Imagine a reality show where you have five main contestants:
-This popular guy from four years ago who had come out of rehab because he smoked crack.
-A perennial loser. Who is a all around good guy, but tend to say weird things.
-A woman who is unlike her late husband even if she is trying really hard.
-This random woman who was on Undercover Boss Canada to make sure the trains do run on time.
-This nerdy guy, who is smart, intelligent and makes sense with his awkward smile. But he could finish last of the group if he is not voted in.
No, it’s not the 87th season of Big Brother. It’s Toronto politics.
And yet, even if all five major candidates are all different, they platform are all similar being between populism in a technocracy and technocratic populism.
The main difference in platforms between the candidates is between subways, more subways, more LRT (a fancy world for streetcars) or more or less of the same.
Rob Ford? He could win the election. But essentially because he is seen as many to be entertaining for the job in a world of politically correct automatons. The guy is clearly unstable for the job and I feel sad for him. I think that losing the mayorship for him would be a good thing for him, his wife and Rob Ford’s kids. But to crucify Ford because he seems to not love gays is a waste of time. The major problem with him is his lack of trust. Would you trust him to do anything for now on?
On the other side you got John Tory. Will he be able to be like Lazarus? In 2003, he was close of winning the post of mayor. He could be first past the post this time. However, his other experiences in politics had been total fails. The 1987 provincial election, the 1993 federal election with two seats left and even the by-election he lost after losing the 2007 provincial election were bad memories. The problem with Tory is that he is good on paper, but he tend to fudge when it counts like for the funding for confessional schools in 2007.
Olivia Chow? The problem with Chow is that unlike her late husband she doesn’t seems like someone who is nice. She sadly seems to be the kind of one way person who doesn’t accept any criticism while she is bashing anyone else. The other problem is I find chow to be like Bob Rae in 1990, a politician of protest and I am not sure how she will be in power when she will have to say no.
Trust is also important in this campaign. Problem is that the 2011 federal campaign has a major trust issue because of Jack Layton health condition and the fact that he died only a few weeks after the election in the summer of 2011. Chow was never open about this and citizens never got the whole story on this to make an informed choice in a very presidential kind of election. We never got the exact story on why Layton was walking with a cane. If she has the same attitude in power when making decisions, it will raise lots of doubt just like Rob Ford is actually doing.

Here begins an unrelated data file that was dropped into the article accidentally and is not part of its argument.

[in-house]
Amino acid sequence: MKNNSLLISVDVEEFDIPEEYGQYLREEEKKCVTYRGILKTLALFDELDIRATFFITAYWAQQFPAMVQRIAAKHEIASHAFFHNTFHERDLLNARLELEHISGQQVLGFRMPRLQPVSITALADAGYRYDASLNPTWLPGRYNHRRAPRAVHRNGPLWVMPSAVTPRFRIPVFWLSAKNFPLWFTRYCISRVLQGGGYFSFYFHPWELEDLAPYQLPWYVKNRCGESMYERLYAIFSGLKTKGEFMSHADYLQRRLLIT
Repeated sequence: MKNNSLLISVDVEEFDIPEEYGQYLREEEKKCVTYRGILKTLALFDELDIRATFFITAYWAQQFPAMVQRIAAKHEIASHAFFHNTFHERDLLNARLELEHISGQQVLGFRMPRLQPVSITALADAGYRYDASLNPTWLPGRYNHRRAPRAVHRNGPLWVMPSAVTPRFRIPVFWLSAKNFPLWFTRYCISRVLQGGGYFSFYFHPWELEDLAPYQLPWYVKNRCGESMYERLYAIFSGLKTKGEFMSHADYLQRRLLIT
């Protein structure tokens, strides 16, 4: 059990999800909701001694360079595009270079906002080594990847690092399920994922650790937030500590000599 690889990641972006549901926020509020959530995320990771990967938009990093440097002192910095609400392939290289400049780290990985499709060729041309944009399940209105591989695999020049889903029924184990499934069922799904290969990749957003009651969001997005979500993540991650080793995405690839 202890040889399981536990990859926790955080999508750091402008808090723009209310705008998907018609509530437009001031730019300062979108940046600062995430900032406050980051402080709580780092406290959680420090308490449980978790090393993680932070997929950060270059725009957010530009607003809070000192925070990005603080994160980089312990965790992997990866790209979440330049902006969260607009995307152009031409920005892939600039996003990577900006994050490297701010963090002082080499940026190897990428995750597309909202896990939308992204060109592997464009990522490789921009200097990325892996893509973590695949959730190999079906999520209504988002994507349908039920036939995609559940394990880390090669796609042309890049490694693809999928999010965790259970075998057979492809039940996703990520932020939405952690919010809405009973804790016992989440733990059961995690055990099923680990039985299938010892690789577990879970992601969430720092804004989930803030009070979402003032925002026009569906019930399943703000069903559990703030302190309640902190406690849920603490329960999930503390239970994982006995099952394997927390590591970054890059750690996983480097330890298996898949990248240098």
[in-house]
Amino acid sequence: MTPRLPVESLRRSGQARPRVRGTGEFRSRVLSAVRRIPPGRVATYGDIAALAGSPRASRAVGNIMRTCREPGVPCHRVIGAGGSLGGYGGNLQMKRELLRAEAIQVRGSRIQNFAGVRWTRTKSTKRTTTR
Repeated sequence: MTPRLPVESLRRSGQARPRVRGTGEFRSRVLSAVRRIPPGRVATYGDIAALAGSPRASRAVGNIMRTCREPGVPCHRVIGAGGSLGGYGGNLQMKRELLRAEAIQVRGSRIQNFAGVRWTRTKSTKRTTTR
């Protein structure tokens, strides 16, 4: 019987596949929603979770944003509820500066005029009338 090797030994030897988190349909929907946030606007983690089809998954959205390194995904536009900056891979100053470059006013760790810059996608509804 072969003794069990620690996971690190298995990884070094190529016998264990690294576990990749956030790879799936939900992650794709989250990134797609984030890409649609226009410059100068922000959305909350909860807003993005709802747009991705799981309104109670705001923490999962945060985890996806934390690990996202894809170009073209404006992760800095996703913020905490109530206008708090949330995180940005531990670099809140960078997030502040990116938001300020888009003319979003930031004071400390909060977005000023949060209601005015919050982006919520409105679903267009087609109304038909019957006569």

The other thing with Chow? Her tendency to go on gimmicks which are Rob Ford-like. Her pledge to »ban handguns » are one example that makes me skeptical about what Chow will be when decisions will have to be made. Chow also have (especially in debates) a constant holier-than-you attitude. I don’t like politicians who take a Mother Theresa stand on everything. That’s un-progressive. In fact, don’t think that Chow is the »progressive » candidate in the race.
Karen Stintz? I don’t know much about her to be honest. She was not really impressive in debates. The only thing I could remember of her are the bad flower ad. Perhaps they are not this bad after all because I remember her mainly because of her ad and the flower seeds.
And David Soknacki is probably the guy who impressed me the most. I didn’t know him a lot as a councilor to be honest. Seems like a guy who know his stuff unlike the ton of gimmicks which others say. Sadly, perhaps he is just too honest and competent for this job.
The worse part is this people in Toronto will have these choices. Good candidates are much too low in the polls and the over-hyped candidates are much too high.